A Sanders Presidency Would Be a Disaster for Bolsonaro
Right now, the best thing Brazil’s far-right president has going for him is Donald Trump. If Bernie Sanders is elected, that all changes.
On Wednesday morning, Bernie Sanders tweeted his support for former Brazilian president Luiz Inácio Lula da Silva, imprisoned since April of last year on flimsy corruption charges. Sanders was responding to bombshell exposés published by the Intercept last Sunday documenting collusion between the chief prosecutor and the presiding judge in Lula’s case. That judge, Sergio Moro, consistently maintained that his handling of Lula’s case was entirely apolitical — even after he was appointed minister of justice by Lula’s opponent, the far-right president Jair Bolsonaro. That pretense has now been discredited by the Intercept’s reporting.
Bernie joined “with political and social leaders across the globe who are calling on Brazil’s judiciary to release Lula and annul his conviction.” The Intercept has many more documents at its disposal, their impact as yet unknown. But an important shift may be at hand in Brazilian politics, particularly if Lula’s sentence is overturned as a result of Moro’s now-exposed antics.
Bolsonaro has already shown himself ill-equipped to deal with the doubts now gathering over Lula’s conviction. When asked about the findings at a press conference on Tuesday, Bolsonaro abruptly stormed out of the room. During the election last year, polls clearly demonstrated that Lula, substantially ahead of Bolsonaro, would have won the election. If Lula’s hasty trial was driven by a partisan political agenda — something the Left has argued from the start but that now can be proven — Bolsonaro’s legitimacy as president will be called into question domestically.
But Bernie’s comments evoke another challenge Bolsonaro may face, this time from abroad: the loss of a powerful, if capricious, ally in Donald Trump. Indeed, as I previously noted in Jacobin, the Bolsonaro administration “has not demonstrated the chops to bring Brazil back from the fringe should the winds of international diplomacy start to shift” away from the reactionary worldview that unites Bolsonaro and Trump.
How would Bolsonaro contend with a democratic socialist in the White House? To understand the potential effects of a Sanders presidency within Brazil, it may be instructive to examine a different moment when a US president came to power calling out the authoritarian abuses of Latin American officials. Roughly four decades ago, Jimmy Carter’s presidency, moderate though it was, managed to erode the confidence of Brazil’s military dictatorship, supported by every US president since the 1964 coup. But Carter’s attempts to reign in the authoritarian abuses of Latin American strongmen were ultimately constrained by his unwillingness to challenge broader notions of American imperialism and economic orthodoxy. Given the nature of the political project he is advancing, Sanders has even more potential to inspire democratic forces in Brazil while frustrating the ambitions of its reactionary right.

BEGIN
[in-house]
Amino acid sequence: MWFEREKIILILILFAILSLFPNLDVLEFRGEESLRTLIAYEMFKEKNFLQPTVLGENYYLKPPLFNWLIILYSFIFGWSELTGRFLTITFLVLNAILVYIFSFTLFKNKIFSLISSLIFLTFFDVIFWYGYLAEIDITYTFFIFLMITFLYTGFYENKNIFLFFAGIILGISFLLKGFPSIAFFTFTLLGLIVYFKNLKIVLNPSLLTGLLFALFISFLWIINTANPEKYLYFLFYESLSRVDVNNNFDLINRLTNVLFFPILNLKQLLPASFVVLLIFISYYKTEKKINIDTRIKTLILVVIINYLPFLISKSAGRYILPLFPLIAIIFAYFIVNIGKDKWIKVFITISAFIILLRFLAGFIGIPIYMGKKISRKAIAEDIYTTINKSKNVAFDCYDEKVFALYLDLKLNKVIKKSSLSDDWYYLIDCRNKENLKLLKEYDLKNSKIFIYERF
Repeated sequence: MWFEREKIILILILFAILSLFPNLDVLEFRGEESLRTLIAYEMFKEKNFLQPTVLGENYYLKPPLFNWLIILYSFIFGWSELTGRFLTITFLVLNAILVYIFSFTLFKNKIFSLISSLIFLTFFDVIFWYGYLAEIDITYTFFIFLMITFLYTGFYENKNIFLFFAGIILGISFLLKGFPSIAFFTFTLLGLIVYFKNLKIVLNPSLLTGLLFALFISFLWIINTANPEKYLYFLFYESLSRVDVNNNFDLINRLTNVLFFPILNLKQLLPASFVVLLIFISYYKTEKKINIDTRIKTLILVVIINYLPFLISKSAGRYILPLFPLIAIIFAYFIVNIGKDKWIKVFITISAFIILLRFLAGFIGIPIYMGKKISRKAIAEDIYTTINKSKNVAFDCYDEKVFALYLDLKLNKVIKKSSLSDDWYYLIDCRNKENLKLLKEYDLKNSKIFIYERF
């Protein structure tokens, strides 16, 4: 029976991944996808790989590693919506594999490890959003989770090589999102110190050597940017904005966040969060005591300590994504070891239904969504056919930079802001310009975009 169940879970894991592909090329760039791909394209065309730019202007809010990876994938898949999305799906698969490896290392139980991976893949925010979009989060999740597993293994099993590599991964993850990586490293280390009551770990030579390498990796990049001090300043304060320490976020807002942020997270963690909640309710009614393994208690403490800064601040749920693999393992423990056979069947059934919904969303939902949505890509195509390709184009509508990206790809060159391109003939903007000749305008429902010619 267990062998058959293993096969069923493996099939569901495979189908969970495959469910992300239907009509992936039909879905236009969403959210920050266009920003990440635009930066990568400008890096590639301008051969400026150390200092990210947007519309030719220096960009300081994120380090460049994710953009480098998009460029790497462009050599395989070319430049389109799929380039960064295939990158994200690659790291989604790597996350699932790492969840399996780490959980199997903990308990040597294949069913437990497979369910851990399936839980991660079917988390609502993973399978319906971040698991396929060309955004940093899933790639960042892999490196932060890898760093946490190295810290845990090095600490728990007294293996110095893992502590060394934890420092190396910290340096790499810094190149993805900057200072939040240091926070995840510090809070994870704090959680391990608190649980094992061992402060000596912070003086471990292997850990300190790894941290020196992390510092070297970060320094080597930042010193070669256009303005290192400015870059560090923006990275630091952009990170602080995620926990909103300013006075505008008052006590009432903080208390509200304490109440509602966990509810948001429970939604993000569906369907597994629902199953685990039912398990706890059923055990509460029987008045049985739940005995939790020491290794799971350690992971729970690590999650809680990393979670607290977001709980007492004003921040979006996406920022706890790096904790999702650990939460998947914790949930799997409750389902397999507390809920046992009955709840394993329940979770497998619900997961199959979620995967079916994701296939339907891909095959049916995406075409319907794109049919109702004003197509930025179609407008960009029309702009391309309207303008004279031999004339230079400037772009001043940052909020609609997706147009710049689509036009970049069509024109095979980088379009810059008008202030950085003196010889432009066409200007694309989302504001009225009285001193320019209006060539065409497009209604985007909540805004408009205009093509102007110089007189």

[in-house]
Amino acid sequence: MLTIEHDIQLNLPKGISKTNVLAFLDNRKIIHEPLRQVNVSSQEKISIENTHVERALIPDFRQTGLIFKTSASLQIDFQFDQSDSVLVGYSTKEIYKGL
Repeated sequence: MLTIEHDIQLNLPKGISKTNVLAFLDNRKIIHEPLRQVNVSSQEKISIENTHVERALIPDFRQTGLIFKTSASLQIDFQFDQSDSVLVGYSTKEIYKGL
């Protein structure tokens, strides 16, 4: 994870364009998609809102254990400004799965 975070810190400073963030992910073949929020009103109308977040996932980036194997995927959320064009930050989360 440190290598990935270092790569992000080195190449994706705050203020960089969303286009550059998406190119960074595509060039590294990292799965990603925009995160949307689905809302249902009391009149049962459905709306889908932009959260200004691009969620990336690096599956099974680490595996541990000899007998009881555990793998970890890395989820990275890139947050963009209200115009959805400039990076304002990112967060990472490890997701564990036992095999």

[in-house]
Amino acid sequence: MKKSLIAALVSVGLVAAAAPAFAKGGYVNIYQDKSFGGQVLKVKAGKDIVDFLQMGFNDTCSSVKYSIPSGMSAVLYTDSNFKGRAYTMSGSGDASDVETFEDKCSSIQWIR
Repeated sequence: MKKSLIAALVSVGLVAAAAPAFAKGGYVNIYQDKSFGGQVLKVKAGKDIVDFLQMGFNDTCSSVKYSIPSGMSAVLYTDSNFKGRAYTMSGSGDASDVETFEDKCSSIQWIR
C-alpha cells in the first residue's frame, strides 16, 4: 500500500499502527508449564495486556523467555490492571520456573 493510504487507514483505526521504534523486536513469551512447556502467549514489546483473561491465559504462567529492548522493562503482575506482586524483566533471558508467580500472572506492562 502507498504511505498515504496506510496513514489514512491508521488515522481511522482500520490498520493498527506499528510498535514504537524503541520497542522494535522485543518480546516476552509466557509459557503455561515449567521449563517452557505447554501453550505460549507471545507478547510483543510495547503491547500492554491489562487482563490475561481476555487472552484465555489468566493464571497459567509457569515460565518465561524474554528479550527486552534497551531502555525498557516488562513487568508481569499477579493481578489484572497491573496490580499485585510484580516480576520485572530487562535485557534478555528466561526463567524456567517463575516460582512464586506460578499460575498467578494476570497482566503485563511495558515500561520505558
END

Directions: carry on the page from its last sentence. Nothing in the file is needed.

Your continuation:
The Authoritarian Axis
The election of Jimmy Carter in November 1976 signaled a change not just for the United States’ domestic priorities, but also for its foreign policy. “We are now free,” Carter declared in 1977, “of that inordinate fear of communism which once led us to embrace any dictator who joined us in that fear.” From May 30 to June 12, First Lady Rosalynn Carter visited Jamaica, Costa Rica, Venezuela, Colombia, Peru, Ecuador, and Brazil to personally deliver the message that respect for human rights should now be the metric by which observers gauged the US relationship with countries in Latin America and around the world. At least in symbolic terms, Washington would no longer unquestionably support antidemocratic regimes around the world.
The administration of General Ernesto Geisel (1974–79) chafed at the new US government’s air of moral and political superiority. Brazil was not just another Latin American republic, according to the nationalist tenet embraced by the military regime. Its domestic affairs were not to be meddled with by a First Lady who engaged not once but twice with dissidents: first when she was handed a letter of grievances from striking students at the University of Brasilia (government officials dismissed it as a forgery) and promised to deliver it to the president, and second when she met with two American missionaries in Recife who had been arrested and beaten by local authorities mere days before the First Lady’s arrival.
Despite its discomfort with Rosalynn Carter’s visit and other strains on the US-Brazil relationship, the Geisel administration sought to publicly downplay any fissures with the hemispheric superpower. When Minister of Foreign Affairs Antonio Francisco Azeredo da Silveira met with the US Secretary of State, he proclaimed that “in Brazil there is no anti-American sentiment and the government strives to ensure that no such sentiment arises.” Brazil and the United States experienced unprecedented friction during Carter’s presidency, but no definitive break.
In November 1977, the newly created Brazilian opposition newspaper Em Tempo used the one-year anniversary of Carter’s election to reflect on the American government’s human rights policies. The newspaper, which would later be involved in the creation of the Workers’ Party, served as an outlet for diverse progressive voices at a time when such expression remained highly circumscribed under the fourteen-year-strong military regime.
“What are Jimmy Carter’s intentions,” Em Tempo asked, “in raising the banner of human rights so high?” The paper observed that not much had substantively changed in the year since Carter came to power on a post-Watergate platform of transparency at home and equanimity abroad. However, it did acknowledge a definite shift in the tone of Latin American governance. Dictators started to employ terms like “constitutional normalization.” Carter had signed on to several international human rights treaties that had awaited US support for years and “pulled the ideological and political rug out from under most dictatorships on the capitalist periphery.” According to Em Tempo, these efforts served to “reconfigure the hateful image of North American imperialism bequeathed by the war in Vietnam and the CIA’s ‘destabilizing’ actions, like the one that caused the fall and death of Allende in Chile.”
But the paper did not see such actions as stemming merely from the benevolence of the American president. Rather, they were interpreted as the early stages of a new strategy to contain socialist advances. As heinous reports of torture in several Latin American countries mounted over the years, the United States could no longer simply ignore the question of human rights violations in its own backyard, especially because such abuses purportedly fueled the “socialist alternative” to US hegemony, Em Tempo argued. Carter, then, in the paper’s telling, had been called for the job of reshaping the American empire’s approach to sustaining international capitalism.